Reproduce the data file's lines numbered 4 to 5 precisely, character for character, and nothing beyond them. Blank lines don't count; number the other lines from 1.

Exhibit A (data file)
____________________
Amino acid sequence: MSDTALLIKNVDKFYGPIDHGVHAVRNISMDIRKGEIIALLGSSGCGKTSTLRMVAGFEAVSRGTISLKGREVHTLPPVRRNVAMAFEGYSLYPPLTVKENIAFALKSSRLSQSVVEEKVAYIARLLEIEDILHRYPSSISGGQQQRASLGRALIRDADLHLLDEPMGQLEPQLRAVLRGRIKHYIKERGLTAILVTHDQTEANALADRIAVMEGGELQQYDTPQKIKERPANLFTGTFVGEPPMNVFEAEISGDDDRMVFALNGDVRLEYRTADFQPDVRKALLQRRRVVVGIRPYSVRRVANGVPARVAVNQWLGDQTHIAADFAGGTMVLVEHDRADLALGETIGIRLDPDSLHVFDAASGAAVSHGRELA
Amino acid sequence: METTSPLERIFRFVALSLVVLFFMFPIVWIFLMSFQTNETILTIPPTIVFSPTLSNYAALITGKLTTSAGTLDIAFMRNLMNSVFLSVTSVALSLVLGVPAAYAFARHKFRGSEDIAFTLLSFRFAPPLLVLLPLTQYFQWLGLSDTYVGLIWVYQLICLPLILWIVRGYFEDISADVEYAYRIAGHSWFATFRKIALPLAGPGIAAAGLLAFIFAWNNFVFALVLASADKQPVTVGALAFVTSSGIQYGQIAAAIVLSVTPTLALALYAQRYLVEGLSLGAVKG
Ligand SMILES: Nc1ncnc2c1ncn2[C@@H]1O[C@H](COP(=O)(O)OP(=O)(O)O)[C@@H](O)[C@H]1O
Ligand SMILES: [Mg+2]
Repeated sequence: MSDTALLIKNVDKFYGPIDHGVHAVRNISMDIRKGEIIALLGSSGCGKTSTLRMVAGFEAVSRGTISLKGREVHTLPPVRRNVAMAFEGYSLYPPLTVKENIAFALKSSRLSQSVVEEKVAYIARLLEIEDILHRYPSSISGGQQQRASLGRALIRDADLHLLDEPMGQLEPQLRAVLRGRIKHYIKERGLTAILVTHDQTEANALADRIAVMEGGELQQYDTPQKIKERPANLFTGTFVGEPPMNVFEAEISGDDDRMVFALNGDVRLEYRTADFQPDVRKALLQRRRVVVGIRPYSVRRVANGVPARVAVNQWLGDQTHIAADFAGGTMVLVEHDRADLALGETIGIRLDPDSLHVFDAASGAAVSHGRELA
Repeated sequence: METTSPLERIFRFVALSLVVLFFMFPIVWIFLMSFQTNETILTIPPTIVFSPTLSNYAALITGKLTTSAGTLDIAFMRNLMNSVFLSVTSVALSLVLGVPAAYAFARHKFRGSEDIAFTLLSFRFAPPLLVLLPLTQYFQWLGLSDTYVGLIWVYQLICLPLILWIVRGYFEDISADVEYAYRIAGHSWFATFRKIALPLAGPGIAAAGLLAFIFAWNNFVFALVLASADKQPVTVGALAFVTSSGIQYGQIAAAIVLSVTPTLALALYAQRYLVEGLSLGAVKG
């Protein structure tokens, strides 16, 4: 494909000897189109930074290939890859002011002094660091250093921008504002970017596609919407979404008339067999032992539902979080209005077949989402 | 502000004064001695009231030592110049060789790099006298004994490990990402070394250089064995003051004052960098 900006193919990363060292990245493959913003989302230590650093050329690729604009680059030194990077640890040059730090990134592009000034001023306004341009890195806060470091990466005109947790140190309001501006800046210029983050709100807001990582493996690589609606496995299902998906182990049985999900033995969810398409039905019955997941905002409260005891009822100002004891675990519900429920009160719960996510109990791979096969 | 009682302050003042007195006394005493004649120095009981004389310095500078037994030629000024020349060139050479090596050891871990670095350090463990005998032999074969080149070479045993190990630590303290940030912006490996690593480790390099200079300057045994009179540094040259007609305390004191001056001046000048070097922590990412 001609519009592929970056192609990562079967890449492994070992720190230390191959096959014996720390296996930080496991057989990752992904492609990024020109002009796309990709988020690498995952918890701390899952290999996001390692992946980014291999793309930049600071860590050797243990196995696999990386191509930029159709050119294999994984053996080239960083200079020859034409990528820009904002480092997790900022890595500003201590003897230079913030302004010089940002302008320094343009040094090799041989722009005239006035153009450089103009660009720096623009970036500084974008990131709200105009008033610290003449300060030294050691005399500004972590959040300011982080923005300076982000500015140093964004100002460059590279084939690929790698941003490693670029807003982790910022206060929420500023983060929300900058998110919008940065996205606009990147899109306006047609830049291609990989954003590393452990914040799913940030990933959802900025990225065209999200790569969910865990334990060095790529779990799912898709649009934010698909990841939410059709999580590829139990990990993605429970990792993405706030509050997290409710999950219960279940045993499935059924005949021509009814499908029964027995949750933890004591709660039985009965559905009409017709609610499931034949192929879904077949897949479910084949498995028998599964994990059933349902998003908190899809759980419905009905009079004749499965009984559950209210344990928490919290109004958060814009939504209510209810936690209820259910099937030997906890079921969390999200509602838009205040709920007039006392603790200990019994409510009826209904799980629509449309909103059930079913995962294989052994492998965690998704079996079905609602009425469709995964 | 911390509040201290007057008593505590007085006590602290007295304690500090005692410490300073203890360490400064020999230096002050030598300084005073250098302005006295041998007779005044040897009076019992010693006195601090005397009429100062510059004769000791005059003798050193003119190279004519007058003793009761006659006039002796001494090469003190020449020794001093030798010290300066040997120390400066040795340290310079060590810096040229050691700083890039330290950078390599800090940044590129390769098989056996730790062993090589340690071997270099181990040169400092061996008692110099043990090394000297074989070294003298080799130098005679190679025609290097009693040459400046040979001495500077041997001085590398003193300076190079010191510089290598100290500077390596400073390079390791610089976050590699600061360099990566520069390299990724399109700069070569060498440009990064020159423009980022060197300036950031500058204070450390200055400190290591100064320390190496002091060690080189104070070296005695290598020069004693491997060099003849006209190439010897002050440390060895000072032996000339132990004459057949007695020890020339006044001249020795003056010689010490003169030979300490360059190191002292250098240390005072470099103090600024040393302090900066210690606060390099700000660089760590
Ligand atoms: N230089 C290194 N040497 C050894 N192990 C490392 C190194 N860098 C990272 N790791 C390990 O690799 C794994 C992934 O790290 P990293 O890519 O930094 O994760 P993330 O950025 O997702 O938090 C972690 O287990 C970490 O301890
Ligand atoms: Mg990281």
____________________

Ligand SMILES: [Mg+2]
Repeated sequence: MSDTALLIKNVDKFYGPIDHGVHAVRNISMDIRKGEIIALLGSSGCGKTSTLRMVAGFEAVSRGTISLKGREVHTLPPVRRNVAMAFEGYSLYPPLTVKENIAFALKSSRLSQSVVEEKVAYIARLLEIEDILHRYPSSISGGQQQRASLGRALIRDADLHLLDEPMGQLEPQLRAVLRGRIKHYIKERGLTAILVTHDQTEANALADRIAVMEGGELQQYDTPQKIKERPANLFTGTFVGEPPMNVFEAEISGDDDRMVFALNGDVRLEYRTADFQPDVRKALLQRRRVVVGIRPYSVRRVANGVPARVAVNQWLGDQTHIAADFAGGTMVLVEHDRADLALGETIGIRLDPDSLHVFDAASGAAVSHGRELA